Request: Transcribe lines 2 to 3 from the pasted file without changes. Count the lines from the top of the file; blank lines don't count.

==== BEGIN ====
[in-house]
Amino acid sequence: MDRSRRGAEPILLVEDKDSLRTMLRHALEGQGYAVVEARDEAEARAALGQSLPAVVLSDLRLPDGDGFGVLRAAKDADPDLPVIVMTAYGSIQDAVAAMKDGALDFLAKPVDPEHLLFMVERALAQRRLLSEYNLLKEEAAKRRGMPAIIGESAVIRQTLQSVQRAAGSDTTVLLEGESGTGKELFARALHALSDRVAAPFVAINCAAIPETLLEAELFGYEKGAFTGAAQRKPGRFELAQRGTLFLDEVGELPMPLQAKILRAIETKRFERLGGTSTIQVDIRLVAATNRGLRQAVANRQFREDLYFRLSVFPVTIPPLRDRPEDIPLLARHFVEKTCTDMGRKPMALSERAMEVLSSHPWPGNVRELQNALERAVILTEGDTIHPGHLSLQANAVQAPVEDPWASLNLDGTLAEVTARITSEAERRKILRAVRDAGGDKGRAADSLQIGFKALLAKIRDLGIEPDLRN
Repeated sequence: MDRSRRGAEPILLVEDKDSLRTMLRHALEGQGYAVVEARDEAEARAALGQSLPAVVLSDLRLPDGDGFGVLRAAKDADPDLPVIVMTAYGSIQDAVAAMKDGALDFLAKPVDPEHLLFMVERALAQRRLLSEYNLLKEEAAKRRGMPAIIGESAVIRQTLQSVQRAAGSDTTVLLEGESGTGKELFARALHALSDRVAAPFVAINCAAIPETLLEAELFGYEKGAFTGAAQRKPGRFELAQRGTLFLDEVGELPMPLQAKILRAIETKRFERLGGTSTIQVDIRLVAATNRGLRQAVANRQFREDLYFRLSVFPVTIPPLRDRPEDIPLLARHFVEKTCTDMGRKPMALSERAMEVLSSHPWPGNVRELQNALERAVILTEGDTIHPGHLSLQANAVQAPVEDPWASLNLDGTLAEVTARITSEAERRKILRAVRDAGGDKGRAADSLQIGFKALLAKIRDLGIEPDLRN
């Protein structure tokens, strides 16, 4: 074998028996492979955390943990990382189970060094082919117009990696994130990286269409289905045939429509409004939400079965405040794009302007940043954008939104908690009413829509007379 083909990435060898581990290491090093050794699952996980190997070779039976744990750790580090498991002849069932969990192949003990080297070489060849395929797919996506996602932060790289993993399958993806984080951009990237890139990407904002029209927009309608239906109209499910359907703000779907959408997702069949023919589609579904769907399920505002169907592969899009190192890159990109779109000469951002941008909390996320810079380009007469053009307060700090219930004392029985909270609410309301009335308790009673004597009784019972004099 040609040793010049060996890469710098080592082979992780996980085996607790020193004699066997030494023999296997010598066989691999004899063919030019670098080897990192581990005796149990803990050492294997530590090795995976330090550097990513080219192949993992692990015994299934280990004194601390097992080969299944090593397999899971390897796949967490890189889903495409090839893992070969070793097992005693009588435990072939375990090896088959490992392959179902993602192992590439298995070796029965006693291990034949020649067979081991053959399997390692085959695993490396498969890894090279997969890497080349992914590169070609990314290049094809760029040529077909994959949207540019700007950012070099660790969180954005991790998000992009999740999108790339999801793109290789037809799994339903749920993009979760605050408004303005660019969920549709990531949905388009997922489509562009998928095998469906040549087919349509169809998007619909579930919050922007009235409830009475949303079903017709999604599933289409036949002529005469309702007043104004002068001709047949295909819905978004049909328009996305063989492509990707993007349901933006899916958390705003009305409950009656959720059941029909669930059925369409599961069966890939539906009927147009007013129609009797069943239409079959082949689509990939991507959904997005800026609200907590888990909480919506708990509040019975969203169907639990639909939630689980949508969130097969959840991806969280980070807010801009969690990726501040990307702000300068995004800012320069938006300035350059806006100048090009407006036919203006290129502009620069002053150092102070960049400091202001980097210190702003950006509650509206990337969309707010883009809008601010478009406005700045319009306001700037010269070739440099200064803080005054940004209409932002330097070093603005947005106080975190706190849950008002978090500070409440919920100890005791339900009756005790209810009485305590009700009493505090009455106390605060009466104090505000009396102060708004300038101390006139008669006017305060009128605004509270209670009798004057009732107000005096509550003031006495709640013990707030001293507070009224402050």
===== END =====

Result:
Amino acid sequence: MDRSRRGAEPILLVEDKDSLRTMLRHALEGQGYAVVEARDEAEARAALGQSLPAVVLSDLRLPDGDGFGVLRAAKDADPDLPVIVMTAYGSIQDAVAAMKDGALDFLAKPVDPEHLLFMVERALAQRRLLSEYNLLKEEAAKRRGMPAIIGESAVIRQTLQSVQRAAGSDTTVLLEGESGTGKELFARALHALSDRVAAPFVAINCAAIPETLLEAELFGYEKGAFTGAAQRKPGRFELAQRGTLFLDEVGELPMPLQAKILRAIETKRFERLGGTSTIQVDIRLVAATNRGLRQAVANRQFREDLYFRLSVFPVTIPPLRDRPEDIPLLARHFVEKTCTDMGRKPMALSERAMEVLSSHPWPGNVRELQNALERAVILTEGDTIHPGHLSLQANAVQAPVEDPWASLNLDGTLAEVTARITSEAERRKILRAVRDAGGDKGRAADSLQIGFKALLAKIRDLGIEPDLRN
Repeated sequence: MDRSRRGAEPILLVEDKDSLRTMLRHALEGQGYAVVEARDEAEARAALGQSLPAVVLSDLRLPDGDGFGVLRAAKDADPDLPVIVMTAYGSIQDAVAAMKDGALDFLAKPVDPEHLLFMVERALAQRRLLSEYNLLKEEAAKRRGMPAIIGESAVIRQTLQSVQRAAGSDTTVLLEGESGTGKELFARALHALSDRVAAPFVAINCAAIPETLLEAELFGYEKGAFTGAAQRKPGRFELAQRGTLFLDEVGELPMPLQAKILRAIETKRFERLGGTSTIQVDIRLVAATNRGLRQAVANRQFREDLYFRLSVFPVTIPPLRDRPEDIPLLARHFVEKTCTDMGRKPMALSERAMEVLSSHPWPGNVRELQNALERAVILTEGDTIHPGHLSLQANAVQAPVEDPWASLNLDGTLAEVTARITSEAERRKILRAVRDAGGDKGRAADSLQIGFKALLAKIRDLGIEPDLRN